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Vice-Admiral Horatio Nelson, 1st Viscount Nelson, KB (29 September 1758 – 21 October 1805) was a British flag officer famous for his participation in the Napoleonic Wars, most notably in the Battle of Trafalgar, a decisive British victory in the war, during which he lost his life.[1] Note Nelson never reached the rank of full Admiral, reaching the rank of Rear-Admiral in February 1797 and Vice-Admiral in January 1801, and being killed while holding the latter rank.

Nelson went against the conventional tactics of the time by cutting through the enemy's lines. Nelson was noted for his ability to inspire and bring out the best in his men, to the point that it gained a name: "The Nelson Touch". His actions during these wars and his heroic image as a one-armed, one-eyed patriot, ensured that before and after his death he was revered.

In 1798, even though he had been married since 1787, Nelson famously became embroiled in an affair with Emma, Lady Hamilton, the wife of William Hamilton, the British Ambassador to Naples which lasted until his death. Emma became Nelson's mistress, returning to the United Kingdom to live openly with him, and eventually they had a daughter, Horatia. It was the public knowledge of this affair that induced the Royal Navy to send Nelson back out to sea after he had been recalled.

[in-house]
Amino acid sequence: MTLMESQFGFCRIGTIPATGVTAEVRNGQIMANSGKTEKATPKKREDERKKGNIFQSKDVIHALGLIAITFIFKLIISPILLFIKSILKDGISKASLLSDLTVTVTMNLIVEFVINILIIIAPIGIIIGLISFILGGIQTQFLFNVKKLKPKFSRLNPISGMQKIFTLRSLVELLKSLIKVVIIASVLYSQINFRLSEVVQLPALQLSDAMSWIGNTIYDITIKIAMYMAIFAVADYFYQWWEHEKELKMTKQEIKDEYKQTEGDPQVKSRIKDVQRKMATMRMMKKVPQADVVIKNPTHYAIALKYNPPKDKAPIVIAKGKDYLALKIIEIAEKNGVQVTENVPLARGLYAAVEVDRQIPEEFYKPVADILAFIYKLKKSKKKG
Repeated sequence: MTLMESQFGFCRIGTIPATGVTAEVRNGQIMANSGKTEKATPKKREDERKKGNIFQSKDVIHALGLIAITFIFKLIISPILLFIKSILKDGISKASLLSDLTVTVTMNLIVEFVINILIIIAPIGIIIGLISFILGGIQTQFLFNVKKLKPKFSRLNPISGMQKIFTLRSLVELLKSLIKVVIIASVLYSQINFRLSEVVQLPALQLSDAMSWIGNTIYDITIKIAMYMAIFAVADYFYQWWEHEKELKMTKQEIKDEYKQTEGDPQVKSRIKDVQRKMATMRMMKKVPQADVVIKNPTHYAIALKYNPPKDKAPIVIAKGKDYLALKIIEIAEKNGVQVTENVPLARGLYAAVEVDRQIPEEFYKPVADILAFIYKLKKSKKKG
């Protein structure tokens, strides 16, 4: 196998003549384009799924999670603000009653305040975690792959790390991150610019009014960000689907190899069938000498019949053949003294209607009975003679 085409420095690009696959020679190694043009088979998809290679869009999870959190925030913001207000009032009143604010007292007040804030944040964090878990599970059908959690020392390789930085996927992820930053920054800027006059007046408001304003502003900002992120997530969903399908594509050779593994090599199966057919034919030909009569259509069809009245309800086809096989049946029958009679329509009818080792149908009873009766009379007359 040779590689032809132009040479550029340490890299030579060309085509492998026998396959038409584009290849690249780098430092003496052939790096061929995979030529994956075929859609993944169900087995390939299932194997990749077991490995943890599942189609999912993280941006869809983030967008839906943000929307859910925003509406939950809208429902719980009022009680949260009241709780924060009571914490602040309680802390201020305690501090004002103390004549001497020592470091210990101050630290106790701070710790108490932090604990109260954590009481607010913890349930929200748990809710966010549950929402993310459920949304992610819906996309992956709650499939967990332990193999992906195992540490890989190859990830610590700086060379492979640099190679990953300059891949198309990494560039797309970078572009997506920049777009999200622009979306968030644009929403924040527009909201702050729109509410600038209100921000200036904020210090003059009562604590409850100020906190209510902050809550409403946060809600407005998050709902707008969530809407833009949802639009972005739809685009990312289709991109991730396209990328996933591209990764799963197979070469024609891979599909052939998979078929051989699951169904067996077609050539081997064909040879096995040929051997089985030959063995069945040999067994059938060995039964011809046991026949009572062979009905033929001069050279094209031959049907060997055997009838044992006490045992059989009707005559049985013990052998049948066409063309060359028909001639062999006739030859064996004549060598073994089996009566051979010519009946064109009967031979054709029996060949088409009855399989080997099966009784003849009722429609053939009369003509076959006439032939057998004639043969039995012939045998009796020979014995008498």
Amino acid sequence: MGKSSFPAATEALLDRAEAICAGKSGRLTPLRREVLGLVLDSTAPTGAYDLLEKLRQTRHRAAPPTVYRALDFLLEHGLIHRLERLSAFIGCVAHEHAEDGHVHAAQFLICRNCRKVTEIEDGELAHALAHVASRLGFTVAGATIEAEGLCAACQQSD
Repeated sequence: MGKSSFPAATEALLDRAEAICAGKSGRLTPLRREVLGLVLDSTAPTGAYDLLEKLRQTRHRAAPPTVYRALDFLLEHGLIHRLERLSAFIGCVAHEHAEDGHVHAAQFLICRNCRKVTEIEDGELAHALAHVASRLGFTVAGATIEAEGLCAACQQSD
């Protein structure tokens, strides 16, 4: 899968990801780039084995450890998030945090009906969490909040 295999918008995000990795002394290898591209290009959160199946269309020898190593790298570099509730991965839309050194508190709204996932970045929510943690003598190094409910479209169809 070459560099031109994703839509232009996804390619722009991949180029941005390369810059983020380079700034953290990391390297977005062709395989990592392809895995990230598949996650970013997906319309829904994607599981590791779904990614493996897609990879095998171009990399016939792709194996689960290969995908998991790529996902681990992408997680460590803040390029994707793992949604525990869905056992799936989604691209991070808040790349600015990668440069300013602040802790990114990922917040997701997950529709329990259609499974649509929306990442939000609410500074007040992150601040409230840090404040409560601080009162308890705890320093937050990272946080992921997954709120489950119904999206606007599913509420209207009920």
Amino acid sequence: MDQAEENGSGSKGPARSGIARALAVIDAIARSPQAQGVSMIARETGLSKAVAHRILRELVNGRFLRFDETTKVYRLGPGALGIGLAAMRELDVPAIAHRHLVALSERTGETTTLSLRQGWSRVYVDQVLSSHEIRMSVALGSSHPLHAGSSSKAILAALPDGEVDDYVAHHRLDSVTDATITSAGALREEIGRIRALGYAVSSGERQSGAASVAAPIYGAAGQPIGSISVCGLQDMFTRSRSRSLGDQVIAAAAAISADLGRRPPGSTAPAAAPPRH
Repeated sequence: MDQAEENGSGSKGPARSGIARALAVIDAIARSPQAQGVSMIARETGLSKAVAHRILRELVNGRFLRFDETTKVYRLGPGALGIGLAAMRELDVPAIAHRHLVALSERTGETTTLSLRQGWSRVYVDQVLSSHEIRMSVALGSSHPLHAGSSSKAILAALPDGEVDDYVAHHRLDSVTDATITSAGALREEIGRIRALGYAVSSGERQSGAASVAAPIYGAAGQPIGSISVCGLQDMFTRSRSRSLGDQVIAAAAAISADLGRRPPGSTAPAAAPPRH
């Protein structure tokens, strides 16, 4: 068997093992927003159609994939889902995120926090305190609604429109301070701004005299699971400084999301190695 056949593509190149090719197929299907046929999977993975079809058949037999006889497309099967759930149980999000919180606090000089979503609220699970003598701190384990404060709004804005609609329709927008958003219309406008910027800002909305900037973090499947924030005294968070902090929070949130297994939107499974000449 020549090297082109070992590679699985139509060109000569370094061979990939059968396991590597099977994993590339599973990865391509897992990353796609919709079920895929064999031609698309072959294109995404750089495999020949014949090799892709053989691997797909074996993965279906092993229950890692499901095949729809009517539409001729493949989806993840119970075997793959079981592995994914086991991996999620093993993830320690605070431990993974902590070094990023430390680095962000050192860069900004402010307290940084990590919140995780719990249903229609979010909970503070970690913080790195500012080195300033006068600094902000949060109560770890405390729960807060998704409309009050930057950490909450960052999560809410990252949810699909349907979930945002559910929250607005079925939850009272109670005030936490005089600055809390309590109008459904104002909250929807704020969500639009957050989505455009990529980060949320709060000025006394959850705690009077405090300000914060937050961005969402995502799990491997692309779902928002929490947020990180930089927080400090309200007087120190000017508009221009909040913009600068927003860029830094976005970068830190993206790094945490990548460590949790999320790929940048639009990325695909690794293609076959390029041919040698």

By the time of his death in 1805 Nelson had become a national hero, and he was given a State funeral. His memory lives on in numerous monuments, the most notable of which is London's Nelson's Column, which stands in the centre of Trafalgar Square.

He is a hero to captain Jack Aubrey who served under him as a LT, at the Battle of the Nile. Aubrey also dined with him twice and Nelson spoke to him briefly both times. It is possible that Tom Pullings may also have served under Nelson as a Midshipman as he mentioned that Nelson always said in battle "Never mind the maneuvers, just go straight at them."

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